The laptop in question is a Samsung RF511 that is 3.5 years old. There is plenty of life left in the machine yet, and I even fitted a SSD to it recently and promised myself I’d make it last for at least five years. It’s a good laptop that I’ve always been happy with. But then one day I decided, out of curiosity, to check the wireless speed of my 5.5 year old MacBook Pro and was astonished to find a regular and reliable 36Mbps. I was just as surprised to see that my Microsoft Surface achieved 38Mbps wirelessly.

TP-Link Nano Wireless Adapter

TP-Link Nano Wireless Adapter protrudes about half a centimetre when connected and delivers 30Mbps

The only thing that made reasonable sense was that the wireless adapter in the Samsung wasn’t doing its job very well. I found one on eBay for less than £10 and my previous 7-8Mbps went up to about 15Mbps. So, for less than £10 and half an hour spent taking the case off, replacing the adapter, and replacing the case, I had doubled the speed. But it was still less than half as fast as the MacBook Pro and Microsoft Surface.

Then I tried attaching a USB wireless receiver. I enabled it (in Windows Control Panel, go to “Network and Sharing Centre” and then “Change Adapter Settings”), disabled the internal receiver, and got a boost up to about 20Mbps. The problem with this, though, is that the adapter sticks out 7cm from the laptop and I think it was in danger of getting bashed. So, off to Amazon where I found a TP-Link “nano” wireless adapter that only sticks out about 0.6cm from the side of the laptop. Although this device’s theoretical top speed is only 150mbps (compared with 300mbps for the rest of my equipment), in practice it manages 30Mbps.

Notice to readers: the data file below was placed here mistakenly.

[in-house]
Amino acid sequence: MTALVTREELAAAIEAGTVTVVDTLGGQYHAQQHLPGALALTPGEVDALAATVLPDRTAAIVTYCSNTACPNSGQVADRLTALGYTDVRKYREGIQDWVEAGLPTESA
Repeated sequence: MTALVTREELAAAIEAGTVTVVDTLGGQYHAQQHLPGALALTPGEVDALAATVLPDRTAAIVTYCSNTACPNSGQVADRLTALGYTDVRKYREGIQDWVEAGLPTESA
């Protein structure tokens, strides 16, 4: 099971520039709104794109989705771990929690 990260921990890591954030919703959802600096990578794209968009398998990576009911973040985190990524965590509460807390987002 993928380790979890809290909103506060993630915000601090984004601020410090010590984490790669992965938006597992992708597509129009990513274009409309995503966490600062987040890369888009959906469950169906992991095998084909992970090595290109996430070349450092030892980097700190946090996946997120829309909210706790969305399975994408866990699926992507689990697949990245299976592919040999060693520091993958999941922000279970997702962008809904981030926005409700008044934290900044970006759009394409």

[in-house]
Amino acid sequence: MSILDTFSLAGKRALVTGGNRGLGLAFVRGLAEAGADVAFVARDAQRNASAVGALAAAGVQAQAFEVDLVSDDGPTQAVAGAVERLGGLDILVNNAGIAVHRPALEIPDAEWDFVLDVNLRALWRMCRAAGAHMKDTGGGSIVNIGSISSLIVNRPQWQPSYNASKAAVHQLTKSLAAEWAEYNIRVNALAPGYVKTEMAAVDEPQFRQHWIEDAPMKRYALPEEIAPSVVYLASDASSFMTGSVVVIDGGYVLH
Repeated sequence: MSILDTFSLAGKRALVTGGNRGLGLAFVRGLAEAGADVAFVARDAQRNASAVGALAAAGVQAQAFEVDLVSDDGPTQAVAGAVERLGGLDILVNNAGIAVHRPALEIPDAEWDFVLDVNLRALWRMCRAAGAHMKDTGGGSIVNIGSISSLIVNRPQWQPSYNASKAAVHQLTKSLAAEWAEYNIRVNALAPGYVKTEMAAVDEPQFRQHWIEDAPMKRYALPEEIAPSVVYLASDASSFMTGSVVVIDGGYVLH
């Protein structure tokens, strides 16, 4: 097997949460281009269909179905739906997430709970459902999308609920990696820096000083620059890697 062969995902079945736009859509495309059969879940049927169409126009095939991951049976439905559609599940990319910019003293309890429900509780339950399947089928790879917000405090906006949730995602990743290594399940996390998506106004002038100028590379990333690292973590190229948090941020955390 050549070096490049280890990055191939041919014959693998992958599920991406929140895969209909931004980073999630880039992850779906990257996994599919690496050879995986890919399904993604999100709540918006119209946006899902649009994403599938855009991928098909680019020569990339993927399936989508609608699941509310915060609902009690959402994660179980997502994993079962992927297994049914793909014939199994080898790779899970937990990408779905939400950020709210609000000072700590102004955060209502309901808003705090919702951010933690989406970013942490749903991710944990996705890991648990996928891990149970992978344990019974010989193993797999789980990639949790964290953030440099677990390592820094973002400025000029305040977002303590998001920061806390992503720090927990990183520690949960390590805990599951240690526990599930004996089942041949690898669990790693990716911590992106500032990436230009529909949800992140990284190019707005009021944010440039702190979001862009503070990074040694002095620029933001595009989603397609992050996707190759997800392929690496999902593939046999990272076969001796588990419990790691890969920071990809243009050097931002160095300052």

Wireless Download Speeds

The “nano” adapter achieves almost 30Mbps, but the Mac and Surface still do a bit better

So, cutting out all the intermediate tests and steps, the final result is that an outlay of only £6.78 provided a means of increasing my download speed by five or six times. The only technical knowledge needed was how to enable the new device (via Windows Control Panel as detailed above). If you want to try this solution but need help setting it up, then I could help via Teamviewer (but we we may have fun losing and re-gaining the Teamviewer connection as we make the switch to your new wireless adapter). See this link for my charges for offering computer support via Teamviewer.

I think I need to add two small caveats here:

  • All “actual” speeds mentioned above are approximate and can vary from test to test. I certainly can’t predict with any certainty what speed boost you could achieve by adding a USB wifi adapter. However, I think the general conclusions are valid, and the outlay is not high.
  • If your internet speed is also slow using a wired connection, then it might be that your router is getting past it. When they are 3-4 years old they can start to deteriorate in performance – especially if they feel hot to the touch.

All speed tests were carried out at

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Computer Support in London